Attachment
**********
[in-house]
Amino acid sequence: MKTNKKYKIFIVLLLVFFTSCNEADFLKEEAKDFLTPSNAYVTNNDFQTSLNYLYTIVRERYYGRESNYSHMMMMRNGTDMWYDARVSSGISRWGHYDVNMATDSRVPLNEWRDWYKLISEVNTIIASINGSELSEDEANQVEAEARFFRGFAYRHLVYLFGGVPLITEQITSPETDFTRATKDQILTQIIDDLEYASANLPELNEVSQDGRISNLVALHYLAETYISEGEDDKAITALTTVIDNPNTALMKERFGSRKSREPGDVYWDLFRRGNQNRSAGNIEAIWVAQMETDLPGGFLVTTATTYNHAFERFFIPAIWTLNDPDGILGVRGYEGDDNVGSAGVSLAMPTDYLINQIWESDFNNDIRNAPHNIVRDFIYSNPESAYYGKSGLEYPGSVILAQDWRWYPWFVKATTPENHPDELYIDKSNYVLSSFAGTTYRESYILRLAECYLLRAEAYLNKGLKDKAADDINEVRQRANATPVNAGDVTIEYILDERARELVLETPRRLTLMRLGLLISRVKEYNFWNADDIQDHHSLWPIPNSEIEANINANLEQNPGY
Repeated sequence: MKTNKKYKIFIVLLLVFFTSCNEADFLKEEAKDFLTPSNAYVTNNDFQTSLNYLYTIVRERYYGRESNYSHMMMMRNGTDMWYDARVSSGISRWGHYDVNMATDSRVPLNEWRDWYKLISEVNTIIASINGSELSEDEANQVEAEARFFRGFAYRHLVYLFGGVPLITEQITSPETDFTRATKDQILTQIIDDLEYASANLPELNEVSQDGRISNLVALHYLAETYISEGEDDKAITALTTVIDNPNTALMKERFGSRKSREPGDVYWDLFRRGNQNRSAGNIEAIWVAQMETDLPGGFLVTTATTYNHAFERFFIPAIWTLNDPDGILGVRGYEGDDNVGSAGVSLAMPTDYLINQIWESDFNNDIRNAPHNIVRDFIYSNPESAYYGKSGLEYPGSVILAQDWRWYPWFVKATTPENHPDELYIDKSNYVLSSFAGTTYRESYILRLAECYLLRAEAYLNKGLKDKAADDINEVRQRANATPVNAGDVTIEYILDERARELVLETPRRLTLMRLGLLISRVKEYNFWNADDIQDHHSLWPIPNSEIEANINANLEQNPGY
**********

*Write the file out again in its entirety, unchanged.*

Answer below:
[in-house]
Amino acid sequence: MKTNKKYKIFIVLLLVFFTSCNEADFLKEEAKDFLTPSNAYVTNNDFQTSLNYLYTIVRERYYGRESNYSHMMMMRNGTDMWYDARVSSGISRWGHYDVNMATDSRVPLNEWRDWYKLISEVNTIIASINGSELSEDEANQVEAEARFFRGFAYRHLVYLFGGVPLITEQITSPETDFTRATKDQILTQIIDDLEYASANLPELNEVSQDGRISNLVALHYLAETYISEGEDDKAITALTTVIDNPNTALMKERFGSRKSREPGDVYWDLFRRGNQNRSAGNIEAIWVAQMETDLPGGFLVTTATTYNHAFERFFIPAIWTLNDPDGILGVRGYEGDDNVGSAGVSLAMPTDYLINQIWESDFNNDIRNAPHNIVRDFIYSNPESAYYGKSGLEYPGSVILAQDWRWYPWFVKATTPENHPDELYIDKSNYVLSSFAGTTYRESYILRLAECYLLRAEAYLNKGLKDKAADDINEVRQRANATPVNAGDVTIEYILDERARELVLETPRRLTLMRLGLLISRVKEYNFWNADDIQDHHSLWPIPNSEIEANINANLEQNPGY
Repeated sequence: MKTNKKYKIFIVLLLVFFTSCNEADFLKEEAKDFLTPSNAYVTNNDFQTSLNYLYTIVRERYYGRESNYSHMMMMRNGTDMWYDARVSSGISRWGHYDVNMATDSRVPLNEWRDWYKLISEVNTIIASINGSELSEDEANQVEAEARFFRGFAYRHLVYLFGGVPLITEQITSPETDFTRATKDQILTQIIDDLEYASANLPELNEVSQDGRISNLVALHYLAETYISEGEDDKAITALTTVIDNPNTALMKERFGSRKSREPGDVYWDLFRRGNQNRSAGNIEAIWVAQMETDLPGGFLVTTATTYNHAFERFFIPAIWTLNDPDGILGVRGYEGDDNVGSAGVSLAMPTDYLINQIWESDFNNDIRNAPHNIVRDFIYSNPESAYYGKSGLEYPGSVILAQDWRWYPWFVKATTPENHPDELYIDKSNYVLSSFAGTTYRESYILRLAECYLLRAEAYLNKGLKDKAADDINEVRQRANATPVNAGDVTIEYILDERARELVLETPRRLTLMRLGLLISRVKEYNFWNADDIQDHHSLWPIPNSEIEANINANLEQNPGY